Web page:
Skipping Over Gift?

Is it true that some people have the minhag to give a gift to the older sibling if they’re still unmarried at a younger sibling’s wedding?


11 thoughts on “Skipping Over Gift?

  1. i haven’t heard of that one. i didnt get anything when my sister got married… not that i would have taken it anyway.

  2. When you come home from the hospital with a new baby, some experts advise bringhoing home a special gift for the displaced older sibling. It never worked to dispel my kids’ jealousy and I don’t think it will make the older sister of the kallah feel better either.

  3. What tesyaa said, though some kids it does work on. (Best story we heard from a friend – the older kid brought the fire truck he got to his parents and asked if they will take it back and then give back the baby.)

  4. Huh? My sister (oldest) got nothing when my brother got married (then again, she was engaged by his wedding).

  5. In the secular world, brides gives gifts to their bridesmaids, so perhaps someone thought to apply this to the bride’s sister. It really makes no sense as a consolation prize, though, as Tesyaa points out.

  6. yup. My younger brother and sis-in-law were told that they had to buy me a gift before their wedding. There are many customs/halachos (not sure which) that come into play, such as putting aside money for the wedding expenses, gift giving, writing a letter asking for mechila etc. The gift didn’t make me feel differently than i already felt, but it was nice to know that halacha/minhag took my feelings into account.
    A gute voch

  7. Yes I have heard of giving an older sibling a gift. After two of my younger siblings had gotten married I made a point of making sure my parents knew about it when the third one got engaged and I received some nice jewelry.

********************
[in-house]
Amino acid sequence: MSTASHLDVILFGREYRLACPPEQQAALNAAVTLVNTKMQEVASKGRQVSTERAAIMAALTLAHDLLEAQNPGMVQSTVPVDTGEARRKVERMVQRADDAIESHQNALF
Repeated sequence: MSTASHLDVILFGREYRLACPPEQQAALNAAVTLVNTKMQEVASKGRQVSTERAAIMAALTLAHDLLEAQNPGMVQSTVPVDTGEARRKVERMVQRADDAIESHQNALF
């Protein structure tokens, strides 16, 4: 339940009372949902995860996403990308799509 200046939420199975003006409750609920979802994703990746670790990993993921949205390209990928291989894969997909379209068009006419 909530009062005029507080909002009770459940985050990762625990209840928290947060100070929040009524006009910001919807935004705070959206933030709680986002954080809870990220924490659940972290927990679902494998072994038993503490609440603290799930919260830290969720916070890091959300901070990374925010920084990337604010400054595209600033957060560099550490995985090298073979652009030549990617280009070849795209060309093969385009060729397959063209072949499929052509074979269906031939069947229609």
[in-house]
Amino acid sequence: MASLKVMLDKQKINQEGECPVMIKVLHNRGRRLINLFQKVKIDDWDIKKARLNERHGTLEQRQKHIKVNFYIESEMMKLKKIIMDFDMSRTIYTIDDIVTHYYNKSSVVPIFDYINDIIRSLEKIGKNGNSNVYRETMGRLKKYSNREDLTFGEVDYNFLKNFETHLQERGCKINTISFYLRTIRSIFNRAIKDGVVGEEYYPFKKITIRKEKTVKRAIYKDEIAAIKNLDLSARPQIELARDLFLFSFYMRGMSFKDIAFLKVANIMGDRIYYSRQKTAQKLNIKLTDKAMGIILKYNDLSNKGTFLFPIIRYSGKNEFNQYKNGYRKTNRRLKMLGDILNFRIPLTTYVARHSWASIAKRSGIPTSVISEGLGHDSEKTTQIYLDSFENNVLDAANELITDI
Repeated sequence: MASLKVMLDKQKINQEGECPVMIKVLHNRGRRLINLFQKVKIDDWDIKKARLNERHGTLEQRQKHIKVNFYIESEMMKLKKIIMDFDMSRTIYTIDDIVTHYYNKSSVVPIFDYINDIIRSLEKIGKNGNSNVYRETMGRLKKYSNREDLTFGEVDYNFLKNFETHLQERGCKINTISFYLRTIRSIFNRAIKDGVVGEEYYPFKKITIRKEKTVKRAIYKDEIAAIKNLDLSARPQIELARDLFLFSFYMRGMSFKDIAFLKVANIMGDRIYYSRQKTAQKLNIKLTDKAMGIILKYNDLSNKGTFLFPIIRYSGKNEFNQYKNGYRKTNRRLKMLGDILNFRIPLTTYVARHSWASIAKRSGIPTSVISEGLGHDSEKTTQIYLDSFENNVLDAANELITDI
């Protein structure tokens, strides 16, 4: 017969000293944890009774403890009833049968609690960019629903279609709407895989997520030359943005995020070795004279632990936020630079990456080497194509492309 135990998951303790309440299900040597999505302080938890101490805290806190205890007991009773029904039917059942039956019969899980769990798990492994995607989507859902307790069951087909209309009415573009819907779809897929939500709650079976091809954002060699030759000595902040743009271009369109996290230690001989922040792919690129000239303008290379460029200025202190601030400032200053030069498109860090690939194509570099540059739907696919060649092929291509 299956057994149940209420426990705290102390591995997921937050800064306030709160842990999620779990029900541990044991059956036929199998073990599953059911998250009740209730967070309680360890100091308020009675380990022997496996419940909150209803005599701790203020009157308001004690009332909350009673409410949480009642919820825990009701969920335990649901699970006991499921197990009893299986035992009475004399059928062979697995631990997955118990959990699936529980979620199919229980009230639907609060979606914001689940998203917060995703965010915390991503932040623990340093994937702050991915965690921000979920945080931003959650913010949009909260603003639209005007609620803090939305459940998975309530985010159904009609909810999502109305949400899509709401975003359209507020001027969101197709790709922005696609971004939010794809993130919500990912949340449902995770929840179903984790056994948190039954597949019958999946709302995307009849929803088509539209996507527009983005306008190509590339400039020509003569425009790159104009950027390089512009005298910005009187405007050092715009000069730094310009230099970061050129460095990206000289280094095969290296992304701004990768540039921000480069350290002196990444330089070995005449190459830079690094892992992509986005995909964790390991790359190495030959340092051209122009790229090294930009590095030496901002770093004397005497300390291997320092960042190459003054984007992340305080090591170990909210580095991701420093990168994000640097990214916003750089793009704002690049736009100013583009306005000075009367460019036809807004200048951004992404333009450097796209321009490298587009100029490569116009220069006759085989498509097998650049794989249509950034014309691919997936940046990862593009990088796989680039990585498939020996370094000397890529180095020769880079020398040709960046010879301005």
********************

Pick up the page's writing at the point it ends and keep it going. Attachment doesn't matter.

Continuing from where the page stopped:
I have to say, that while a piece of jewelry will obviously never make for the lack of a spouse, it did make me feel acknowledged. It also made up a tiny bit for the feeling that I did have at the previous weddings of feeling passed over and unimportant. And I appreciated that my feelings were acknowledged.
    O and all three of the younger siblings asked me permission before they got engaged- which I of course gave wholeheartedly.

  8. Never heard of this (not, of course, that it means it doesn’t exist). Like grapes up there at #1, I [hope I] would not have taken it as I too attended the wedding of my younger brother when I was still single. I like the idea of the younger sibling kinda sorta discussing the situation with the elder, but no true “mechila” or permission should be necessary. Throwing a present into this seems typical of trends to upscale the next guy: we used to just thank people who did X [hosted, visited, put up relatives for a simcha, did a favor, etc] but then it became flowers then small baskets of food, then large baskets of food including permanently usable dishware…

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